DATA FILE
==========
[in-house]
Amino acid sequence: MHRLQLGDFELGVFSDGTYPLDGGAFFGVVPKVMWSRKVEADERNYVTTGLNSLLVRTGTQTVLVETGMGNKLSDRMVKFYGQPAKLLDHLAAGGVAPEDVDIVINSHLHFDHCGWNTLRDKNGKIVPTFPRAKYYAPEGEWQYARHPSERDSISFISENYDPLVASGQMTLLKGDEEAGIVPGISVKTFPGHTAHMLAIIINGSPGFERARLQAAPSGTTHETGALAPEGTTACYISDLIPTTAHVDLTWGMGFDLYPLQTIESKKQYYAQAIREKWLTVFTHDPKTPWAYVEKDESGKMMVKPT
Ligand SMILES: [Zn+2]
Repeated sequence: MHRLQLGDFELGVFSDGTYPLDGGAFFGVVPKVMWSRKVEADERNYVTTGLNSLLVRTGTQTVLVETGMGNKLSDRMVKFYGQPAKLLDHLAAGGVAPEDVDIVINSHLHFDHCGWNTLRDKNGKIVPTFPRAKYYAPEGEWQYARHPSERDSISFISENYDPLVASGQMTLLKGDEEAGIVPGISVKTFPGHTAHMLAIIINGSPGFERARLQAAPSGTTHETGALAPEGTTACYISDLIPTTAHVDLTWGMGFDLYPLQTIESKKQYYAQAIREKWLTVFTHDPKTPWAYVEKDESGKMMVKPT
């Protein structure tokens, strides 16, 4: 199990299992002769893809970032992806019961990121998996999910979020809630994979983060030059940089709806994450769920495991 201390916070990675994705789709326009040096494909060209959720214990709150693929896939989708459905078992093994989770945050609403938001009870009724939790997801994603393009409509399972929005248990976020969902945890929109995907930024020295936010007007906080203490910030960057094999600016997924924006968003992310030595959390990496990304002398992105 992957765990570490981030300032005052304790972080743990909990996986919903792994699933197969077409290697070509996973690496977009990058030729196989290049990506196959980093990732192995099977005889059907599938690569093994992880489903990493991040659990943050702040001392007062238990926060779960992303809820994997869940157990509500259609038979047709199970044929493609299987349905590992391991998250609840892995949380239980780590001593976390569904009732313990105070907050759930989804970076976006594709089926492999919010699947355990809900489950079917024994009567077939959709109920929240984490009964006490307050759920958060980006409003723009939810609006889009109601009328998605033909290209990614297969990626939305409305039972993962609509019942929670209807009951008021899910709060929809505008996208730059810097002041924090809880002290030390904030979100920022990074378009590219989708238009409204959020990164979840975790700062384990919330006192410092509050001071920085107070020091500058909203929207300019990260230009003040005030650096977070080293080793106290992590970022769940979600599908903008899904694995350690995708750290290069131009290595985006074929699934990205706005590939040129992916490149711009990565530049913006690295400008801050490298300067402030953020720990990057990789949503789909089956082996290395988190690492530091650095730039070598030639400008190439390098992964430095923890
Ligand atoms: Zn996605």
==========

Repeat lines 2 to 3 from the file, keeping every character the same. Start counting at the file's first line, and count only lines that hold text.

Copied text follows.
Amino acid sequence: MHRLQLGDFELGVFSDGTYPLDGGAFFGVVPKVMWSRKVEADERNYVTTGLNSLLVRTGTQTVLVETGMGNKLSDRMVKFYGQPAKLLDHLAAGGVAPEDVDIVINSHLHFDHCGWNTLRDKNGKIVPTFPRAKYYAPEGEWQYARHPSERDSISFISENYDPLVASGQMTLLKGDEEAGIVPGISVKTFPGHTAHMLAIIINGSPGFERARLQAAPSGTTHETGALAPEGTTACYISDLIPTTAHVDLTWGMGFDLYPLQTIESKKQYYAQAIREKWLTVFTHDPKTPWAYVEKDESGKMMVKPT
Ligand SMILES: [Zn+2]